Found 3 items, similar to disdain.
English → Indonesian
cerca, cercaan, penghinaan
English → English
n 1: lack of respect accompanied by a feeling of intense dislike;
“he was held in contempt”
; “the despite in which
outsiders were held is legendary”
2: a communication that indicates lack of respect by
patronizing the recipient [syn: condescension
v 1: look down on with disdain; “He despises the people he has to
; “The professor scorns the students who don't
catch on immediately”
2: reject with contempt; “She spurned his advances”
, freeze off
, turn down
English → English
, v. i.
To be filled with scorn; to feel contemptuous anger; to be
And when the chief priests and scribes saw the marvels
that he did . . . they disdained. --Genevan
(?; 277), v. t. [imp. & p. p. Disdained
p. pr. & vb. n. Disdaining
.] [OE. disdainen, desdainen, OF.
desdeigner, desdaigner, F. d['e]daigner; des- (L. dis-) +
daigner to deign, fr. L. dignari to deem worthy. See
1. To think unworthy; to deem unsuitable or unbecoming; as,
to disdain to do a mean act.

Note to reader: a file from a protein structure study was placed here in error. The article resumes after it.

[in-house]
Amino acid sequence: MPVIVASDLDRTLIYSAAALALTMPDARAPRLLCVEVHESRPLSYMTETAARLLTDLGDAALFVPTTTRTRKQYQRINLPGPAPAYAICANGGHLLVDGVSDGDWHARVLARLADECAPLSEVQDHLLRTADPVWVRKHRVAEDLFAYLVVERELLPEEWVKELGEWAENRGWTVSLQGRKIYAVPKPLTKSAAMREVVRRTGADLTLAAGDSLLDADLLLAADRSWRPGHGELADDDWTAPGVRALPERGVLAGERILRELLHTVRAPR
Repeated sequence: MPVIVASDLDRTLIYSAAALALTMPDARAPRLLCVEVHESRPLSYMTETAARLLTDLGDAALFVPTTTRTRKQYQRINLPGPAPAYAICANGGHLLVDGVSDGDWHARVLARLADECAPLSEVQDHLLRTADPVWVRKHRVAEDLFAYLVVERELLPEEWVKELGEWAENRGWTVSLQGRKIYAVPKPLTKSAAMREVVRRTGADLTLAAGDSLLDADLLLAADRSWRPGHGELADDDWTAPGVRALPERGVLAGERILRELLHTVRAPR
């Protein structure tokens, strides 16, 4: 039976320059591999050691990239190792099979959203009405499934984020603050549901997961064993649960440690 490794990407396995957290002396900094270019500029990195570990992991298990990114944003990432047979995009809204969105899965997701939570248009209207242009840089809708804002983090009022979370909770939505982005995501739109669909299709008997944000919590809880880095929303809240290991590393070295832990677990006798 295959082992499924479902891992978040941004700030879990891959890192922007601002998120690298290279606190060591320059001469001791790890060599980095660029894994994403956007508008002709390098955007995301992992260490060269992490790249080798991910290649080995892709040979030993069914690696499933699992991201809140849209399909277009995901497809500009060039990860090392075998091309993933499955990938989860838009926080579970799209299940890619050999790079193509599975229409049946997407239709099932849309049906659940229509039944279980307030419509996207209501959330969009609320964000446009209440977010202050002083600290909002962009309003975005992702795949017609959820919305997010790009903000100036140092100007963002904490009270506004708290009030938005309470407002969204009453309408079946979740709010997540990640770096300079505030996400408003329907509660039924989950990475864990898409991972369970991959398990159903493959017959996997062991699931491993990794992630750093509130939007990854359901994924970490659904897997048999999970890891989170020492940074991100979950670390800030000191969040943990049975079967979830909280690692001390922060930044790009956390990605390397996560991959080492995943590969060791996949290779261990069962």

Disdaining . . . that any should bear the armor of
the best knight living. --Sir P.
2. To reject as unworthy of one's self, or as not deserving
one's notice; to look with scorn upon; to scorn, as base
acts, character, etc.
When the Philistine . . . saw David, he disdained
him; for he was but a youth. --1 Sam. xvii.
'T is great, 't is manly to disdain disguise.
Syn: To contemn; despise; scorn. See Contemn
(?; 277), n. [OE. desdain, disdein, OF.
desdein, desdaing, F. d['e]dain, fr. the verb. See Disdain
1. A feeling of contempt and aversion; the regarding anything
as unworthy of or beneath one; scorn.
How my soul is moved with just disdain! --Pope.
Note: Often implying an idea of haughtiness.
Disdain and scorn ride sparkling in her eyes.
2. That which is worthy to be disdained or regarded with
contempt and aversion. [Obs.]
Most loathsome, filthy, foul, and full of vile
3. The state of being despised; shame. [Obs.] --Shak.
Syn: Haughtiness; scorn; contempt; arrogance; pride. See